Vaccines against seasonal influenza should be given routinely to children aged from six months to five years, according to a US Centers for Disease Control and Prevention (CDC) advisory committee.
Current immunisation strategies allow the vaccination of infants aged from six months to two years, but this does not provide enough protection, the panel concluded. Hospitalization rates are the same in young children as in older patients – the group most commonly targeted by vaccination programmes – and each year flu kills more children than measles, chickenpox and whooping cough combined, according to the CDC.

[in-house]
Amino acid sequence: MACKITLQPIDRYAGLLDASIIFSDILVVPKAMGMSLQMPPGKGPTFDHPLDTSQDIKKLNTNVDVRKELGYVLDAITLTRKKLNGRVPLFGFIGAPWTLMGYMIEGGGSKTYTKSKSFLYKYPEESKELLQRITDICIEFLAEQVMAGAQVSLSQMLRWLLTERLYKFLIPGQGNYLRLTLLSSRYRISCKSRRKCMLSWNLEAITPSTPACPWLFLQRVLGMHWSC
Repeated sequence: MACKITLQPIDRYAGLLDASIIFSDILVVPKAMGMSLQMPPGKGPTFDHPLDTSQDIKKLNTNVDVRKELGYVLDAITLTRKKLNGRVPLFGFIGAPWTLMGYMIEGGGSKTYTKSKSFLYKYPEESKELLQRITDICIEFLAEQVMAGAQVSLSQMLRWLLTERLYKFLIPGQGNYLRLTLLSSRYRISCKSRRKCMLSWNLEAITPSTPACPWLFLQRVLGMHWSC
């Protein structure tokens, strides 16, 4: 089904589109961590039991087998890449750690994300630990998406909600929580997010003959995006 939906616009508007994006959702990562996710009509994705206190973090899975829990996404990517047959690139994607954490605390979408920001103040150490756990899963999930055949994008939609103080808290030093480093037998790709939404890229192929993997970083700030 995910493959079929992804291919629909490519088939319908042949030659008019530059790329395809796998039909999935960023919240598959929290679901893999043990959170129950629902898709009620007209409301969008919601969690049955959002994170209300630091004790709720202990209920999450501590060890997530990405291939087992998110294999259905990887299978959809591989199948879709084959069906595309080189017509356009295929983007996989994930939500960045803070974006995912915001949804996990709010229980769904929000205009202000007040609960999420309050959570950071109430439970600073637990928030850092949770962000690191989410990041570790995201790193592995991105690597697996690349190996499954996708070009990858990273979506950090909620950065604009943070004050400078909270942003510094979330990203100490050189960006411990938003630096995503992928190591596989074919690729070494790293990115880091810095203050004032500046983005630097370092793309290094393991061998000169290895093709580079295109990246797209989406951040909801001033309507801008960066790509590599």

The expansion of flu vaccine coverage would 5 million more patients to the 180 million already urged to receive seasonal flu vaccines.
Earlier this week, the CDC’s Advisory Committee on Immunization Practices (ACIP) also recommended that Merck & Co’s rotavirus vaccine Rotateq also be added into routine infant immunization schedules.